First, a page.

It is the end of August and I am conscious that the last post was back in July. August, in the press at least, is what is called the silly season. The world is on holiday and quality investigative journalism gives way to frivolous abstractions.
But even a quick read of the news show that things are quite serious. There is a scramble to leave Afghanistan, Covid-19 is still raging, and there are fires and floods all over the world.
It is easy to be overwhelmed by everyday life and when it all gets too much, I think it is best to take a deep breath and just focus on the task ahead of you. One thing at a time, one day at a time. This is how toddlers learn to walk, step-by-step. In evolutionary terms we are designed to then go on to run faster and faster, but remember that swing when you were a child? Faster and faster gets you flung off and landing with a hard bump.
In and out of the kitchen, we have been keeping things simple. This has much to do with packing up all of the contents of our study room and most of the kitchen. Due to an under floor water leak, we are about to start renovations works in a few days’ time. I did not think we could get through 200 metres of bubble wrap so easily.
I have been storing up recipes for future posts, and here I just want to highlight a few of the plants we have in our garden.
First off are Chinese chives, the buds of which I used in a vegetable stir-fry. The chives itself are very good in a fluffy egg omelette: beat two eggs and add some salt, ground pepper, a touch of sesame oil and 3 tablespoons of chopped chives. Heat some oil in a small pan and pour in the egg. Using a pair of wooden chopsticks, agitate the egg around the pan until it forms a fluffy omelette. Do not overcook. Serve the egg in a soft brioche bun for breakfast, a light lunch or a snack at anytime.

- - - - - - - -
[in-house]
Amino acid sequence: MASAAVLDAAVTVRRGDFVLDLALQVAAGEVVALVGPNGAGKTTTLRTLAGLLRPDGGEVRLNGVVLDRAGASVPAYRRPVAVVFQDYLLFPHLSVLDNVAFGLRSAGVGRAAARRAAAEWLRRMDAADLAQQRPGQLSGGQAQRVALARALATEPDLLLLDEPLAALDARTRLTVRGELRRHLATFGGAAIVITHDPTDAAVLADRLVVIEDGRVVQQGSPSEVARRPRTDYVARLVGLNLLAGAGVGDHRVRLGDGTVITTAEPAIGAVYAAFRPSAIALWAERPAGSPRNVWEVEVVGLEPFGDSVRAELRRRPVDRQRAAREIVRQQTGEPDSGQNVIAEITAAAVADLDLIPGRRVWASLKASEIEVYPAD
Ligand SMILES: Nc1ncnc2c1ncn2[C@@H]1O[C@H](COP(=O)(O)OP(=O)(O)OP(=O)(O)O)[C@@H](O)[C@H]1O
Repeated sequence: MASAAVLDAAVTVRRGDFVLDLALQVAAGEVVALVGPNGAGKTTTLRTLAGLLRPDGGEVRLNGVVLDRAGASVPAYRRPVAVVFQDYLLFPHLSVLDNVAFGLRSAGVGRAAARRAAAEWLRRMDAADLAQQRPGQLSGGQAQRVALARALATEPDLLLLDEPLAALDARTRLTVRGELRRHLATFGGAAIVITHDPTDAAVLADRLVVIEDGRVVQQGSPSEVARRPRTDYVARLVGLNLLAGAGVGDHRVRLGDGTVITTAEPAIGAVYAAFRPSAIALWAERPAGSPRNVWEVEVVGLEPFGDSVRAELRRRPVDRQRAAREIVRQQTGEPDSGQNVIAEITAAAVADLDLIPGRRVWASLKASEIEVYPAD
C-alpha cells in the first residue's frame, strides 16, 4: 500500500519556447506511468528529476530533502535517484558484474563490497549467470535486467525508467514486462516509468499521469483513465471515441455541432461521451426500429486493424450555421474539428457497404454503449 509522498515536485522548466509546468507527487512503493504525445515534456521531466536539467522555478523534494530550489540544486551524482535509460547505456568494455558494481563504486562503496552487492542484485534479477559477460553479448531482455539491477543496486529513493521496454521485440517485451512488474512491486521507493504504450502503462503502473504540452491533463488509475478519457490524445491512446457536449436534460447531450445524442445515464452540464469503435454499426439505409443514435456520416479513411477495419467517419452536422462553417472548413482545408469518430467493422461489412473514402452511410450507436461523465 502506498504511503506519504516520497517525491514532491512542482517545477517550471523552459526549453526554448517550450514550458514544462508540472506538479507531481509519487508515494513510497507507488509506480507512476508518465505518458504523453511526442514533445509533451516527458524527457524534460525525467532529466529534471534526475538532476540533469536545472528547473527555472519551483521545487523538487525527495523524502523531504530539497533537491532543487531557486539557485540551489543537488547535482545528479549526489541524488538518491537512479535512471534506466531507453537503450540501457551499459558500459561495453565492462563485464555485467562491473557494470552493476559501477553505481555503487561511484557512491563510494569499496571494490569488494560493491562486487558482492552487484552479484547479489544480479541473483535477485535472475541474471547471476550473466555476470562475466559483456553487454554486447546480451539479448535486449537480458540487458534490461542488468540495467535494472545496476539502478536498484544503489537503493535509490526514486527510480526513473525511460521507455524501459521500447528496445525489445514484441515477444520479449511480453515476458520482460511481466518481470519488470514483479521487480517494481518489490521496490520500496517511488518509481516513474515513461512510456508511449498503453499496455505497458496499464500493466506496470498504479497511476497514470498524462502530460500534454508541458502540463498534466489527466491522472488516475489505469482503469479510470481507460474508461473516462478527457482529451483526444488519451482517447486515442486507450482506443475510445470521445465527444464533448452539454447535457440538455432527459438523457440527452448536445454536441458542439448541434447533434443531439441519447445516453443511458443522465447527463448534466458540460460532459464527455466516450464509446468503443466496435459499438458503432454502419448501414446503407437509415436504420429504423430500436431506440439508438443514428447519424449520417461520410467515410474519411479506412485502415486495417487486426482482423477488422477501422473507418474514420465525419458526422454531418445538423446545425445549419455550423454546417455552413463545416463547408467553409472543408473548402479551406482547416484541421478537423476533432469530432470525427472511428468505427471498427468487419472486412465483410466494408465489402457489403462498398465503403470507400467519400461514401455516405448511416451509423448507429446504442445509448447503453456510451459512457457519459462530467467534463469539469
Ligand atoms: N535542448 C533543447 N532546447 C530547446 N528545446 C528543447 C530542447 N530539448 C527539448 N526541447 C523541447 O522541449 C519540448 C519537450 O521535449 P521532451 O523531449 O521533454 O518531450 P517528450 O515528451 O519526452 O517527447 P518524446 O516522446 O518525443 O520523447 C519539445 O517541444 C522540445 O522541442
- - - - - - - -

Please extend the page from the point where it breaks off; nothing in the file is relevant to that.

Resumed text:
This recipe is from my mother who learnt it from my grandmother, and she wants me to share it with you. She says that on no account should anyone make a flat egg omelette with chives, as a fluffy omelette is much superior in looks and taste.
Chinese chive buds
We have English chives, which I snipped and added to a tomato salad made with home-grown tomatoes. Add a dressing made with olive oil, cider vinegar and a pinch of sugar
Chillies and chives are what I added to my cheese scones
Basil went into the base of some cut peppers, with garlic, tomatoes and olive oil. They were roasted in a hot oven, but were eaten so soon afterwards that I forgot to take a photo of the cooked peppers
I have spent every Monday in August learning how to make pottery by hand. Week 1: Pinching. Week 2: Coiling. Week 3: Moulding. Week 4: Pottery Wheel. The final Monday is spent glazing the works made in the first four weeks. Nottingham Cousin is here on a Bank Holiday visit and over dinner at the wildly hip Circolo Popolare he asked Mr Gochugaru if he too joined me on the pottery wheel a la Ghost. The answer from him is No, and the answer from me is also No.
If you know how hard it is to control clay on a pottery wheel, you will not let anyone near you lest the clay flies off the wheel or you ruin the pot. Everyone remembers the pottery wheel session between Demi Moore and Patrick Swayze as romantic but I can assure you that reality is not like this. Working with clay is tough and often messy, nevertheless this is the best thing I have done this month.